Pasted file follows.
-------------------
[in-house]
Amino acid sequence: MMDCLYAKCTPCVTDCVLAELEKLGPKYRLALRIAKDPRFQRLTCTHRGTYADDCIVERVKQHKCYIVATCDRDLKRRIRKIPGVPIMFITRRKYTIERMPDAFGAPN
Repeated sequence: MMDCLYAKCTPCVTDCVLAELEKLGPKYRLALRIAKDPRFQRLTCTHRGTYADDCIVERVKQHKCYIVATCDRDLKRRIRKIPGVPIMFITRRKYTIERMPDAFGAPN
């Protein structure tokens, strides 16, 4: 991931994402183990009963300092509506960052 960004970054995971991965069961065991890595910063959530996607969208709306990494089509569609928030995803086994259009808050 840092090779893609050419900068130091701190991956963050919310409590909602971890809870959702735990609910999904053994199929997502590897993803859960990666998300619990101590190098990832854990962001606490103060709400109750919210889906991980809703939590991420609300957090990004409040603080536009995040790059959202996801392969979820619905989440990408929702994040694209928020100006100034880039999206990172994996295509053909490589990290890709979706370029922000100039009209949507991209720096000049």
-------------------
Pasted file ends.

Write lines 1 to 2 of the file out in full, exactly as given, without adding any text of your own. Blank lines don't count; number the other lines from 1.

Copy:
[in-house]
Amino acid sequence: MMDCLYAKCTPCVTDCVLAELEKLGPKYRLALRIAKDPRFQRLTCTHRGTYADDCIVERVKQHKCYIVATCDRDLKRRIRKIPGVPIMFITRRKYTIERMPDAFGAPN